The P Word and Why We Use It

The term psychopath seems to have divided the psychiatric community.  You are either in Camp Psychopath, or you are in Camp Antisocial Personality Disorder.

But the term psychopath does not just divide the treatment community.

Every few weeks we will hear from a parent or community member asking WHY we use the word psychopath.  Isn’t it too harsh?  Isn’t it too scary?  Shouldn’t we rethink the words we are using?

The truth is we here at the Society for Treatment Options for Potential Psychopaths have thought about our choice of words long and hard.

Does the word psychopath scare you?  GOOD.  It should do exactly that.  I don’t know that there is much on this planet more terrifying than someone who will hurt you and feel no remorse about it.

We don’t minimize Ebola by labeling it “Mildly Inconvenient Blood Borne Viral Syndrome.”  We should not minimize psychopathy in the same manner.

While we, of course, cannot label children as psychopaths, I think it is important that we never lose sight of what could happen should we fail to properly treat Conduct Disorder (CD).  Which is all but inevitable given that there is no treatment available for our kids.

We want the world to stand up and take notice.  We are screaming WE ARE ASKING YOU TO HELP US STOP OUR KIDS FROM BECOMING PSYCHOPATHS.

One of the hazards of parenting is that we are often blinded by our love for our children.

Which is another reason we choose to use the word psychopath.  Because we, as parents, must never lose sight of what could happen should we fail.

Should we fail, our children will grow up to hurt your children and be unmoved by your children’s suffering.  Not all psychopaths are physically violent, but emotional violence or violence in any form is unacceptable to us.  It should be unacceptable to you too.

Help us help keep your kids safe.  Donate today:


Happy Mother’s Day, You Useless Bitch

Mother’s Day is one of the biggest days in the restaurant industry.  Families take mom out so she doesn’t have to cook.  Moms get cards, love, praise, and pampering.

But moms who have kids with Conduct Disorder (CD)?  Most of us don’t go out.  We have no idea how our kids might behave, and the last thing we want to do on our supposed “special day” is manage (or even have to worry about) our kid’s behavior.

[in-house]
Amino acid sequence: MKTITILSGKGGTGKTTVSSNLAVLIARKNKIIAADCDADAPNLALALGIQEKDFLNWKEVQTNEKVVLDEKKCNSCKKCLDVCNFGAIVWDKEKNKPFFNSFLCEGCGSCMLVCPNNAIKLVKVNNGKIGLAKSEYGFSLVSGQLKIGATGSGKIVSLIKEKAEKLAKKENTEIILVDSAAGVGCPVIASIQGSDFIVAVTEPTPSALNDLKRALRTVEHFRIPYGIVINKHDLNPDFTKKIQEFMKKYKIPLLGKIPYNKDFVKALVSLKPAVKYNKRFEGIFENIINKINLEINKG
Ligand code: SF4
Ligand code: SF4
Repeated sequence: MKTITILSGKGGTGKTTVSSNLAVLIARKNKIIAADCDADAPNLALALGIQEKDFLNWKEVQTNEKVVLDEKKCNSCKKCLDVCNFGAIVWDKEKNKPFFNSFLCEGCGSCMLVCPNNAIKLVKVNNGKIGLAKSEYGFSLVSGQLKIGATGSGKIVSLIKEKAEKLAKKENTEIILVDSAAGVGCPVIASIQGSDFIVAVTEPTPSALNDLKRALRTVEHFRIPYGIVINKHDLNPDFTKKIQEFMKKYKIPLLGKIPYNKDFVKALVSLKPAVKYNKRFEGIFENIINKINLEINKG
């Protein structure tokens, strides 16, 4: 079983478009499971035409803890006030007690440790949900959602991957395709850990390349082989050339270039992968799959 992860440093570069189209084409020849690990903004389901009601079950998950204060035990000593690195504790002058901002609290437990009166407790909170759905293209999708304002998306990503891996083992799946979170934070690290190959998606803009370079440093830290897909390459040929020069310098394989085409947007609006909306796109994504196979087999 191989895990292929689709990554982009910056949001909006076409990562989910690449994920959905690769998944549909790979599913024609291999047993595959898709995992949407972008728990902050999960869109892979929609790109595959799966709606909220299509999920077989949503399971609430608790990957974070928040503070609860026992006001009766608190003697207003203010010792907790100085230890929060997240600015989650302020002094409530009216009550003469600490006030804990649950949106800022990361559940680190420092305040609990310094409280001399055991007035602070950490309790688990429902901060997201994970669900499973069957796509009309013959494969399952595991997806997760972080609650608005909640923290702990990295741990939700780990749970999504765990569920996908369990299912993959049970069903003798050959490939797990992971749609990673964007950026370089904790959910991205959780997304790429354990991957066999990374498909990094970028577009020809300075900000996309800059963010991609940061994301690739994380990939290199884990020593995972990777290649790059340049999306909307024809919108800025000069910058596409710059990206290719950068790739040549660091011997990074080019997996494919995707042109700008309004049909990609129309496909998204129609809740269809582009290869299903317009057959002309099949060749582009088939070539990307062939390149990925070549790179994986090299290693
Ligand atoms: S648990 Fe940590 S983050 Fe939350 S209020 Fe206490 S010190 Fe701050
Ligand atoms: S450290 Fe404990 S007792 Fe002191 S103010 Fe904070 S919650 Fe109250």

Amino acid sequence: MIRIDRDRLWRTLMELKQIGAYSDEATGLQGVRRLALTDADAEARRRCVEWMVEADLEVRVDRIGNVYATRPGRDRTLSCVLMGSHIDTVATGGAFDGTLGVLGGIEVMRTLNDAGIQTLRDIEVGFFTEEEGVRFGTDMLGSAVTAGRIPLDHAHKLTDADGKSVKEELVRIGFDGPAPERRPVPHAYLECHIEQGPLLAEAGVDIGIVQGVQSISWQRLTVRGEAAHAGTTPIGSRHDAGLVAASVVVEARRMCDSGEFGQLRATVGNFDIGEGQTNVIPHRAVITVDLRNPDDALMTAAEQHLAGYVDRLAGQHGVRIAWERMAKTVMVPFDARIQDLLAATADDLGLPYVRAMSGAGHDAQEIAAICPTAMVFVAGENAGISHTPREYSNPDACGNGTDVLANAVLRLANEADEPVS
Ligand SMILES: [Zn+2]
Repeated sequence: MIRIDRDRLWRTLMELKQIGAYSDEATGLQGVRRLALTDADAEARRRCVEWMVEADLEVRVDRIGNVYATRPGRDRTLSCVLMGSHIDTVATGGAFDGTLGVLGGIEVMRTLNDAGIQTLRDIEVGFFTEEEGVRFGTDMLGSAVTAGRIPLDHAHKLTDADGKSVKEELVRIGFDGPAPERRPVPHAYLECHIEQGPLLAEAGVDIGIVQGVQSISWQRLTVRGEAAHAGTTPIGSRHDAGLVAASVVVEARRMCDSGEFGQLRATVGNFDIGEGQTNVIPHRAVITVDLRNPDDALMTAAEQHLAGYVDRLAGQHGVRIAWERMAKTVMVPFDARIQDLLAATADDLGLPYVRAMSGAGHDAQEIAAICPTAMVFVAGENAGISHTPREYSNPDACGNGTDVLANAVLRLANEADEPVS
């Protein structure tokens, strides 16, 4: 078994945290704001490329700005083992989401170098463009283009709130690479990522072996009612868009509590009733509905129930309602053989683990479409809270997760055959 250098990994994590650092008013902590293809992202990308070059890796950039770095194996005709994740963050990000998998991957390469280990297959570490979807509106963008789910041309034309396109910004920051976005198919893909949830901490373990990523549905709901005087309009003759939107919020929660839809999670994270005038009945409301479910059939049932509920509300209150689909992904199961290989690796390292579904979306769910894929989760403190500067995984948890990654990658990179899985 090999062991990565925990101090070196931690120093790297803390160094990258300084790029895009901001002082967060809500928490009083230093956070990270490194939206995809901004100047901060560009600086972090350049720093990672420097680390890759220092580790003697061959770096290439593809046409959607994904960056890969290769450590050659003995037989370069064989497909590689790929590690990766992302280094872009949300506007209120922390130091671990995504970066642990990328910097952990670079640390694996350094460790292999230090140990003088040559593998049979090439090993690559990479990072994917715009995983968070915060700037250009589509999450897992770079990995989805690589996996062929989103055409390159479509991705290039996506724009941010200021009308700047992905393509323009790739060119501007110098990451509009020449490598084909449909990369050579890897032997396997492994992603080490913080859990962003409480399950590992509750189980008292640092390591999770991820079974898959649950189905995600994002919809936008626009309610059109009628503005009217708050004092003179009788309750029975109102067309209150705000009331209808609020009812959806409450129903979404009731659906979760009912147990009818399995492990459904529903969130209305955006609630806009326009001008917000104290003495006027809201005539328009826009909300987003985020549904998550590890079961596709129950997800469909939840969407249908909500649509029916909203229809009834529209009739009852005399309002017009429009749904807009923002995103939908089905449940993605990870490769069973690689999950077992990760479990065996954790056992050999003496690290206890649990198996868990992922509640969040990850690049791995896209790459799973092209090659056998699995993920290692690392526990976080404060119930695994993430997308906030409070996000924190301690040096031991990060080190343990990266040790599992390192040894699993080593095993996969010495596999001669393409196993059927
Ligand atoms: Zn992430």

It is less exhausting to stay home and deal with violence and drama there than it is to go to a restaurant and worry about public judgment.  At least at home we won’t get the angry glares from the other parents out there who were lucky enough to hit the “good child” lottery.  We get condemnation about our parenting 364 other days a year.  We don’t need it on Mother’s Day too.

Every year I watch the heartbroken posts pour into the support group for parents of children with CD I created back in 2014.  Posts like this come every holiday.  Sometimes with descriptions of behavior that, if executed by an adult, would end up in jail time and a restraining order.

Nikolas Cruz, the Parkland shooter, whose history reads like a case study of a child with CD, called his mother a “useless bitch” when she took away his Xbox for not going to school.  For being a parent.  He also threw numerous object as a result.

Sure, he did this in November and not on Mother’s Day, but this could literally be a day in any one of our houses.  Enforce a consequence, child flies off the handle throwing things, destroying things, and hurling profanities at us.  Yes, this can even happen on Mother’s Day.  See why most of us don’t go out on Mother’s Day?

Yes, even on Mother’s Day our child might spew profanity at us, punch holes in the walls, set fire to the cat, try to kill our other child, or manipulate everyone around them playing everyone in the household off each other to create family drama.

Of course, it’s always sucky when this happens on a holiday.  But I think it’s worse on Mother’s Day.  Because this is the day we are supposed to feel loved and appreciated for our roles as mothers, and not be called a useless bitch.

But for most moms like me, Mother’s Day is just another day to be abused.

This year, countless mothers of children with CD will have insults (or possibly even furniture) thrown at them.  This year for Mother’s Day moms will be visiting their children in residential treatment centers across the US.  Many will spend the day visiting their child in jail.  Some will spend the day praying their child will finally be arrested and put into the system.

This year I will do what I always do on Mother’s Day.  Watch post after post pop up in the group about what a terrible day Mother’s Day was and offer hugs and empathy, using gifs of hugs to convey emotion and solidarity, trying to pick out a new gif for each person so they feel special, but running out of them anyway and having to recycle earlier images.

Even that little gif can make all the difference in the day of a mom of a child with CD because we are all so terribly alone, us parents whose children have CD.

So please, this year on Mother’s Day, remember that it is not a day of celebration for everyone.  If you know someone who has a child with CD, take a moment to send them a message.  Not one of those generic e-cards, or a mass-tagging of all your mom friends.  Send them a real message.  A personal message.

Tell them you know the road they walk is hard.  Tell them you know they are doing the best they can in an impossible situation.  Tell them that even though their child doesn’t see what a good job they are doing, you do, and you appreciate their work as a mother.  Tell them you love them.

Because Mother’s Day is not the day to feel like a useless bitch.




P.S.  Please consider donating to our STOPP GoFundMe this Mother’s Day.  The Society for Treatment Options for Potential Psychopaths is working toward making life better for people parenting children with CD.